If you’re looking to finance – or refinance – your RV purchase, you might want to look at an easy-to-use loan calculator supplied free by, and available at, Forbes.com.
To use the loan calculator, enter your loan amount, the length of term for your loan, and the annual percentage rate. The calculator will immediately kick back the total loan cost, the monthly payment amount, and the total interest you’ll pay during the life of the loan.
You can also make another click and see a loan amortization graph and schedule, along with a loan breakdown that graphically shows you how much of your loan is actually principal and how much will be interest payments.
What else will it teach me?
The article that goes along with the calculator also talks about how to get an RV loan, what makes a good RV loan interest rate, RV loan alternatives, and a list of frequently asked questions.
It’s often hard to find a useful tool that doesn’t have any strings attached. It appears the Forbes.com calculator is nearly strings-free, and doesn’t ask for any personal information or require links to a lender site. There are links for “more information” that could lead you down a rabbit hole of agents, but the tool itself is free of those. There is an editor’s note at the top of the article that states: “Editorial Note: Forbes Advisor may earn a commission on sales made from partner links on this page, but that doesn’t affect our editors’ opinions or evaluations.”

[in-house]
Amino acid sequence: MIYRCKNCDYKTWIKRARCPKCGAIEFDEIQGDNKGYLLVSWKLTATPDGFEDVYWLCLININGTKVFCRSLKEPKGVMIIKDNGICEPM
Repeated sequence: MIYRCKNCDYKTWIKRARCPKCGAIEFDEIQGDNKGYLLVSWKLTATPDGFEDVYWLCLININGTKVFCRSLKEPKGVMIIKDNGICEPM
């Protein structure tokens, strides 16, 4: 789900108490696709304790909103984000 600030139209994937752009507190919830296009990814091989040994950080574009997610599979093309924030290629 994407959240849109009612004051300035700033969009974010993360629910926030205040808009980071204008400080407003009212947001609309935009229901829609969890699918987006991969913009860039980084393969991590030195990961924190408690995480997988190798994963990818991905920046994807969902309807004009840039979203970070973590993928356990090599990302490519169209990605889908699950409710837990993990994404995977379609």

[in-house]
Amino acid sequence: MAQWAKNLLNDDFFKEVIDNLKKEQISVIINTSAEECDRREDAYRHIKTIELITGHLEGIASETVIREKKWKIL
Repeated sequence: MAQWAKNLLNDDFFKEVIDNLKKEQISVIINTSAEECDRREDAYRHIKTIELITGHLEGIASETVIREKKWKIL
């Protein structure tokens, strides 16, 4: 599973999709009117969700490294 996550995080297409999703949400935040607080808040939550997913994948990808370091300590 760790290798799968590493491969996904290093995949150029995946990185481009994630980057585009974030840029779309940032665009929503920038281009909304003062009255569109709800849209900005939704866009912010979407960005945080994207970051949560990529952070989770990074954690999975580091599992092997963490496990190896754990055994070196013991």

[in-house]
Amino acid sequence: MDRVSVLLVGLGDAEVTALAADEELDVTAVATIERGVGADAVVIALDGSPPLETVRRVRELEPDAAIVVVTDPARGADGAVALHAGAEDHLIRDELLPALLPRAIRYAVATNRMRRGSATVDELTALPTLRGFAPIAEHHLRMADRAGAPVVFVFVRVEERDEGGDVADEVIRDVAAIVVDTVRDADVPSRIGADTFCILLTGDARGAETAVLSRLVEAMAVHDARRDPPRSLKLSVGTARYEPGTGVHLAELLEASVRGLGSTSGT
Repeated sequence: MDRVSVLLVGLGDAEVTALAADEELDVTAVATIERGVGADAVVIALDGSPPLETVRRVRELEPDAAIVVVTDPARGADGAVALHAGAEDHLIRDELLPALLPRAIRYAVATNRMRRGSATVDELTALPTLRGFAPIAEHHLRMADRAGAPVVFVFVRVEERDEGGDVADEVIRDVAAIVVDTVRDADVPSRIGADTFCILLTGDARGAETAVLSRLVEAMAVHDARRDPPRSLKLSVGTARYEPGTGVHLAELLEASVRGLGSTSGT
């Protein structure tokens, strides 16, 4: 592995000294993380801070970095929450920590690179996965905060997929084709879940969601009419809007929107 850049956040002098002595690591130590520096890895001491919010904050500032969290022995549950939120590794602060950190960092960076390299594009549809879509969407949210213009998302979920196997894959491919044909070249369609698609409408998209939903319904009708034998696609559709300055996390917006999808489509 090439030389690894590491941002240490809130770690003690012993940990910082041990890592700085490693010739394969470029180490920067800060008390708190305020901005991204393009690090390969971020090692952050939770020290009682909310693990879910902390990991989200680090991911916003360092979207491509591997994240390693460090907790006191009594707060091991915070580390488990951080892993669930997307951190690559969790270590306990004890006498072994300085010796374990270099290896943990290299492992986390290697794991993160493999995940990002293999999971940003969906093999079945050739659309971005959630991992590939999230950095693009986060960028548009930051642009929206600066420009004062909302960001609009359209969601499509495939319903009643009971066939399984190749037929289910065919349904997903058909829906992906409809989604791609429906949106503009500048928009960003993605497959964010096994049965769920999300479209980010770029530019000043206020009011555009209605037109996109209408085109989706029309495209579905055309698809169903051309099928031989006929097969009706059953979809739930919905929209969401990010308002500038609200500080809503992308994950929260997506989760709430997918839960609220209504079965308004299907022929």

How does the RV loan calculator it work?
Here’s an example of how the tool works: If you’ve got your eye on a sweet $200,000 Class A and think you can swing a 20-year loan at, say, 7 percent interest, you can quickly calculate that your monthly payments will be $1,550.60 a month and you’ll pay a total of $172,143.49 in interest over the life of the loan. That makes the total cost of your $200,000 rig a whopping $372,143.49 by the time it’s fully paid for.
Hopefully, you’ll have gotten a lot of enjoyment out of that rig over those 20 years (if you still have it), and you didn’t have to spend tons on repairs, or leave it sitting in the shop for too long awaiting parts and repairs. Unlike your sticks-and-bricks house, your rig isn’t likely to appreciate in value, and some RV parks may put out the “not welcome” mat when you roll in the gate with your “classic” rig.
The bottom line is, it’s always best to have every scrap of information available to you before you make a major life purchase, and an RV of any class is certainly a major purchase for any family.